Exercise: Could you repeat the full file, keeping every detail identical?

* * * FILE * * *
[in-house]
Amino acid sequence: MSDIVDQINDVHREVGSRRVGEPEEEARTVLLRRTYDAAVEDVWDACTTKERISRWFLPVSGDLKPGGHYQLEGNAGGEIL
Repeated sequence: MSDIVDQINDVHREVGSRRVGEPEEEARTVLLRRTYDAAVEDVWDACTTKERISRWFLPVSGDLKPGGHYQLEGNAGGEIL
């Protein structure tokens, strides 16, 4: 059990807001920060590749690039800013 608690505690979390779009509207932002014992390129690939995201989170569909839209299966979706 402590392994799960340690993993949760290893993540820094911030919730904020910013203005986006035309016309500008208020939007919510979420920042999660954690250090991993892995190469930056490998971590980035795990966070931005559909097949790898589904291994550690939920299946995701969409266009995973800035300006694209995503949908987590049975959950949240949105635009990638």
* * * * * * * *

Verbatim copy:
[in-house]
Amino acid sequence: MSDIVDQINDVHREVGSRRVGEPEEEARTVLLRRTYDAAVEDVWDACTTKERISRWFLPVSGDLKPGGHYQLEGNAGGEIL
Repeated sequence: MSDIVDQINDVHREVGSRRVGEPEEEARTVLLRRTYDAAVEDVWDACTTKERISRWFLPVSGDLKPGGHYQLEGNAGGEIL
């Protein structure tokens, strides 16, 4: 059990807001920060590749690039800013 608690505690979390779009509207932002014992390129690939995201989170569909839209299966979706 402590392994799960340690993993949760290893993540820094911030919730904020910013203005986006035309016309500008208020939007919510979420920042999660954690250090991993892995190469930056490998971590980035795990966070931005559909097949790898589904291994550690939920299946995701969409266009995973800035300006694209995503949908987590049975959950949240949105635009990638």